Spotify App Review: Is This Streaming Site Safe For Kids?

In our most recent blog, we talk about the importance of enforcing age restrictions for social media. Within the article, we discuss how certain social media sites can be safe for children to access, but only with parental oversight and effective risk prevention measures in place.

This is because most social media sites are intended for users 13-years and over, and there’s no guarantee that all of the content shared within them will be safe for younger audiences. To read more about the importance of social media age restrictions, click here.

Spotify is an example of a social networking platform that is typically intended for older users, but can be used by younger users as well. To create an account, users must be 18 or older, or be 13 or older and have a parent or guardian consent to the Agreements on their behalf.

This is partly due to the potential for exposure to inappropriate content, but also largely due to the fact that, unlike other well known sites such as Facebook and Instagram, Spotify Premium isn’t a free service. (Of course, users can opt for a free account, but this service is only made possible through repetitive advertising.)

Spotify App Review: Is It Safe For Children?

Those with a Spotify subscription will no doubt struggle to imagine life without it; we’ve all grown accustomed to having constant, on demand access to an endless supply of our favourite songs and musicians.

Music adds tremendous value to our lives, and young people benefit from having access to it as much as we do. Some children even find that listening to music while studying or completing homework assists with concentration.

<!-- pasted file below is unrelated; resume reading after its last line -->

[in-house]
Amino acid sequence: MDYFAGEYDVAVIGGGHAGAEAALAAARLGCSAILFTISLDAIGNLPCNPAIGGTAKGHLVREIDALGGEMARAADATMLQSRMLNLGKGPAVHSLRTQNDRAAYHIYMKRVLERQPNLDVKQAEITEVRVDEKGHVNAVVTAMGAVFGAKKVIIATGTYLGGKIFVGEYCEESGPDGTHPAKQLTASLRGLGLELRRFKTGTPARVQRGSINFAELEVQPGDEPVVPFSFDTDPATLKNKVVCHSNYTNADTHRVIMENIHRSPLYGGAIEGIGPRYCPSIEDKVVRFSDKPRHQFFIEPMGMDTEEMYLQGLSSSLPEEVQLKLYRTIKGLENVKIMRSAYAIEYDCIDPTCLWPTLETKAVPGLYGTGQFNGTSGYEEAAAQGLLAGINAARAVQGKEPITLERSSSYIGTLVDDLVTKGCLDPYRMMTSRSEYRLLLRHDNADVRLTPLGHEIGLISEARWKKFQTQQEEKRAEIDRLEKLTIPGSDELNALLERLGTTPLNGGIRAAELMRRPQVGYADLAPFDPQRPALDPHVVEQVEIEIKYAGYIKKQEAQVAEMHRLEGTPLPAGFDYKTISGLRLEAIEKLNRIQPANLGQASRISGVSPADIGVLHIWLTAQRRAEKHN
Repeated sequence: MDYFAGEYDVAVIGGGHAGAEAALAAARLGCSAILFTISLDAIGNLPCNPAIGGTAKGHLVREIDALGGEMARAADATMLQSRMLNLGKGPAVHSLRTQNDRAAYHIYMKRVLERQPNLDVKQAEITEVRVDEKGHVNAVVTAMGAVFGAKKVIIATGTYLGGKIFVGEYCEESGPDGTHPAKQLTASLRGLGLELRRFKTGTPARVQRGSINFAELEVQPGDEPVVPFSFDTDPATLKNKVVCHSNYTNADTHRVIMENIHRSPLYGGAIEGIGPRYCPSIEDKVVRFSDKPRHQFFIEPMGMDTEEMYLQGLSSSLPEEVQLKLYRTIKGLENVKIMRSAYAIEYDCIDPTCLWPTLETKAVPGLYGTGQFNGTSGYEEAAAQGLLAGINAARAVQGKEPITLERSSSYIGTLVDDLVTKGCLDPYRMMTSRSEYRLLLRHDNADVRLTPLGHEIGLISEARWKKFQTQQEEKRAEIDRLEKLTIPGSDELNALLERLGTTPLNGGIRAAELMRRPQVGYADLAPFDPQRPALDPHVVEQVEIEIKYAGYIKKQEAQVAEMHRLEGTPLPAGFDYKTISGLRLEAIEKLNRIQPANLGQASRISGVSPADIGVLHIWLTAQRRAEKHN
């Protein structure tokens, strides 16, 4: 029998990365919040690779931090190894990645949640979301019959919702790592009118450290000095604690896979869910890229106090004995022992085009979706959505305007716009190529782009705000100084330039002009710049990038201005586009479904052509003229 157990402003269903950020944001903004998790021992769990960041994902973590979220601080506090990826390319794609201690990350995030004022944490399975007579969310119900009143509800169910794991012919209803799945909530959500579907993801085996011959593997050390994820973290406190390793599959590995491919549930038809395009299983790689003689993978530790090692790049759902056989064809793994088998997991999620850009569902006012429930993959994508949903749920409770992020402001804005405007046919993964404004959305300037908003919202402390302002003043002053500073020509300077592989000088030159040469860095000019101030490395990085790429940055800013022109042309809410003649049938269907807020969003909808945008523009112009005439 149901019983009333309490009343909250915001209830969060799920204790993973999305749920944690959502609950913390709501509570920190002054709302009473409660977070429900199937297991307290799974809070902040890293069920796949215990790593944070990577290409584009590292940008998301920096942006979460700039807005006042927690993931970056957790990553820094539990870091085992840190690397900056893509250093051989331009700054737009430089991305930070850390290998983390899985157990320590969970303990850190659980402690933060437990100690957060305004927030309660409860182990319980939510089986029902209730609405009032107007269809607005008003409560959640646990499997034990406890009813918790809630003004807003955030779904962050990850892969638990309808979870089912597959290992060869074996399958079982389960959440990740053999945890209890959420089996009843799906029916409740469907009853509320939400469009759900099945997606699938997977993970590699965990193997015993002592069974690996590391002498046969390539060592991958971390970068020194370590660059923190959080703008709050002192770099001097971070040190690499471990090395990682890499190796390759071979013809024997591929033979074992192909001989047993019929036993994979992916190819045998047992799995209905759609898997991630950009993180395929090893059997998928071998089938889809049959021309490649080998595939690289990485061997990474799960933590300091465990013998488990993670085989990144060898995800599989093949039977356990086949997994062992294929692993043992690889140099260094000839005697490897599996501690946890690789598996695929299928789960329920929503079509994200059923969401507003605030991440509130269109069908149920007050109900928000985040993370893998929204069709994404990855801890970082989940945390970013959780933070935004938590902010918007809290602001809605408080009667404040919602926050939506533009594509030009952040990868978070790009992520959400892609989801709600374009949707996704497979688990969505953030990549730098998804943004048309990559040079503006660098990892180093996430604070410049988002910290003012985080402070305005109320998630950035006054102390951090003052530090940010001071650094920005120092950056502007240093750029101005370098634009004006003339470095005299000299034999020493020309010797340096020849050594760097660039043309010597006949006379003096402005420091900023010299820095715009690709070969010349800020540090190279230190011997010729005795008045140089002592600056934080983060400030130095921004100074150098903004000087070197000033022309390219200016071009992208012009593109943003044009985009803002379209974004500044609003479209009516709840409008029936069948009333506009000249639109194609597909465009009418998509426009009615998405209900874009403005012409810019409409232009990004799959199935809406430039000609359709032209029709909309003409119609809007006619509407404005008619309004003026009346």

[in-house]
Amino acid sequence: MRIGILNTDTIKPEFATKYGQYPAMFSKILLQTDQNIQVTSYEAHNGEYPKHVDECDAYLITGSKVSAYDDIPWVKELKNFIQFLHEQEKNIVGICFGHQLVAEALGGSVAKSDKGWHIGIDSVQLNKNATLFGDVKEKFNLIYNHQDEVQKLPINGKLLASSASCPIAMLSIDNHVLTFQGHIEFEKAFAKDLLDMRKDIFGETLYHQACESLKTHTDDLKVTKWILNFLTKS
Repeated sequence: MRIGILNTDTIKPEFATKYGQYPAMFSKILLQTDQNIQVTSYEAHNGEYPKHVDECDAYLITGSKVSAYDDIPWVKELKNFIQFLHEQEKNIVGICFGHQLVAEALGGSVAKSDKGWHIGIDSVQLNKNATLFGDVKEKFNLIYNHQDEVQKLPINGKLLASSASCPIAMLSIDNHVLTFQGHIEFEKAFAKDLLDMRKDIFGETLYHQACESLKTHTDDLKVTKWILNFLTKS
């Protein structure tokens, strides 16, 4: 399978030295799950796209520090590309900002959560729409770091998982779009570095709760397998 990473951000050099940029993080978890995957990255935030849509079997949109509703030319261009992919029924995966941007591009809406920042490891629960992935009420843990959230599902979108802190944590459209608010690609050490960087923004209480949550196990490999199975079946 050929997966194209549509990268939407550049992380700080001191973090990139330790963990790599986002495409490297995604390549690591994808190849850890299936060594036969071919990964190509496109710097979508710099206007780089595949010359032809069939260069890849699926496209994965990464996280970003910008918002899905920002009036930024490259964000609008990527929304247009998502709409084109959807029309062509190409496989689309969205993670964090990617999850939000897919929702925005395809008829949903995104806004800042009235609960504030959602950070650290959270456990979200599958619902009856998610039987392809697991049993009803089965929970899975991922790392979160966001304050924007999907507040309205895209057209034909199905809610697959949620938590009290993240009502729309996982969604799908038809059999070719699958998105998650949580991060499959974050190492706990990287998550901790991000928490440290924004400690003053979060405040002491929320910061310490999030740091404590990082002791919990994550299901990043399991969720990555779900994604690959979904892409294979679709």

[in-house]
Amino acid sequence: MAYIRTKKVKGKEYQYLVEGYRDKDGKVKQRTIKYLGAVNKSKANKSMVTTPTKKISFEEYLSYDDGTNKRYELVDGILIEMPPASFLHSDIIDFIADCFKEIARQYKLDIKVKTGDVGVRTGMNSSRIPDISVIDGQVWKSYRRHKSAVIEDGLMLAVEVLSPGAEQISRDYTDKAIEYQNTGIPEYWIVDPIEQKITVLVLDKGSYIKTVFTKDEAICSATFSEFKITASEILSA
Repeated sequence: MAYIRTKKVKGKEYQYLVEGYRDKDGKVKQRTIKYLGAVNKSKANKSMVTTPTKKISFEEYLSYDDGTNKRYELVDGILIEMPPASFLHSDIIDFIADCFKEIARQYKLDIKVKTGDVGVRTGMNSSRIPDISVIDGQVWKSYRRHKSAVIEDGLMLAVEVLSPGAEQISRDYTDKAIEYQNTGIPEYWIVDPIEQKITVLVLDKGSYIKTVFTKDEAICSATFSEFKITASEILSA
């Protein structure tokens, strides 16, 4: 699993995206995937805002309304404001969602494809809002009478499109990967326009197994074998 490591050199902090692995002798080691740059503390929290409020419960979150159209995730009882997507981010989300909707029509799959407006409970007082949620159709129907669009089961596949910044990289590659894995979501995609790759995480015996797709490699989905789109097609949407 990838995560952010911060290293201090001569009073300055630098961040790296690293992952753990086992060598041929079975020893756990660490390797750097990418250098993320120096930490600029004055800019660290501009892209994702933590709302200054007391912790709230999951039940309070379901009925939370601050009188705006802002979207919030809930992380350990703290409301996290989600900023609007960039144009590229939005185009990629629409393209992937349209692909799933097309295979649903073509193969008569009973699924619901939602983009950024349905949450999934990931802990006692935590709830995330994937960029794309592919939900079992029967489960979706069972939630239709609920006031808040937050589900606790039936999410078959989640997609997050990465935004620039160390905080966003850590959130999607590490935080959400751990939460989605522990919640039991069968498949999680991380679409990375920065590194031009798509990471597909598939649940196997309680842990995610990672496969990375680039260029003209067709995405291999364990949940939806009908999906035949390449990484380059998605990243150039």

According to Common Sense Media, “Parents who are concerned about lyrical content should also know that teens using Spotify can easily search for and find songs with iffy subject matter, so they may want to supervise their kids’ listening selections. One good place to start: Spotify-created playlists for kids, launched in 2016. Using music, dancing, singing, and prompts from singing groups and celebrities like Tyler Perry and Frankie J, the playlists can help kids learn new words and concepts. Activities, designed for age 0–3 and 3–5, also encourage kids (and parents) to clap, match beats, and perform movements, such as sitting up and standing down.”

Click here to read their full review.

In summary, Spotify can be a safe app for young people to use, so long as parents are actively involved and have continuous oversight. As it stands, there is no way to prevent young people from coming across songs containing explicit language, though there is a public petition for Spotify to add this as a feature. To learn more about this, or to vote in favour of this change, click here.

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